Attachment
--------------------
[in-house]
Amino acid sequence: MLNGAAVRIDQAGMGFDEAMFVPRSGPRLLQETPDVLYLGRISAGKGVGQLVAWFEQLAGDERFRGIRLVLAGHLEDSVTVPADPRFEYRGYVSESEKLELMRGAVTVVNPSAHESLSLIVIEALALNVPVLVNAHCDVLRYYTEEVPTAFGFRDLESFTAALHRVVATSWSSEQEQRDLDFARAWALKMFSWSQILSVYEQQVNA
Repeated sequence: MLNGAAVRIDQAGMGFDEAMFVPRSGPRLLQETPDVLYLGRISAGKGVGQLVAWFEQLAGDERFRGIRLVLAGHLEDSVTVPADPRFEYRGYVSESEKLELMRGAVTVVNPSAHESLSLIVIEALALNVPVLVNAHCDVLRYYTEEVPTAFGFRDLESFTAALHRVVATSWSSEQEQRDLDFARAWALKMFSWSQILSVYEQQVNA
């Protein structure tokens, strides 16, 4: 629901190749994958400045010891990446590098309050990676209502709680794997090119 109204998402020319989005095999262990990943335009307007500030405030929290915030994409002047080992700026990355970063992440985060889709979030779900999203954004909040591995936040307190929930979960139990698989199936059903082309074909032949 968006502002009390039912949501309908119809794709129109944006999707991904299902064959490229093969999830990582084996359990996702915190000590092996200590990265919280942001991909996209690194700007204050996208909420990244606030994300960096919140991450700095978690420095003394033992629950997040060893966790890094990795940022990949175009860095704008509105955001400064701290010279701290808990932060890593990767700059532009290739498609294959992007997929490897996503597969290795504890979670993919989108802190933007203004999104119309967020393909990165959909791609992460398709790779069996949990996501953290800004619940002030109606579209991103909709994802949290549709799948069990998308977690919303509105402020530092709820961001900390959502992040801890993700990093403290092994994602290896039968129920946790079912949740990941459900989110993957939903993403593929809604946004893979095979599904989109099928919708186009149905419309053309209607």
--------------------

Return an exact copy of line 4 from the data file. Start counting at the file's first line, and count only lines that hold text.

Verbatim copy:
């Protein structure tokens, strides 16, 4: 629901190749994958400045010891990446590098309050990676209502709680794997090119 109204998402020319989005095999262990990943335009307007500030405030929290915030994409002047080992700026990355970063992440985060889709979030779900999203954004909040591995936040307190929930979960139990698989199936059903082309074909032949 968006502002009390039912949501309908119809794709129109944006999707991904299902064959490229093969999830990582084996359990996702915190000590092996200590990265919280942001991909996209690194700007204050996208909420990244606030994300960096919140991450700095978690420095003394033992629950997040060893966790890094990795940022990949175009860095704008509105955001400064701290010279701290808990932060890593990767700059532009290739498609294959992007997929490897996503597969290795504890979670993919989108802190933007203004999104119309967020393909990165959909791609992460398709790779069996949990996501953290800004619940002030109606579209991103909709994802949290549709799948069990998308977690919303509105402020530092709820961001900390959502992040801890993700990093403290092994994602290896039968129920946790079912949740990941459900989110993957939903993403593929809604946004893979095979599904989109099928919708186009149905419309053309209607």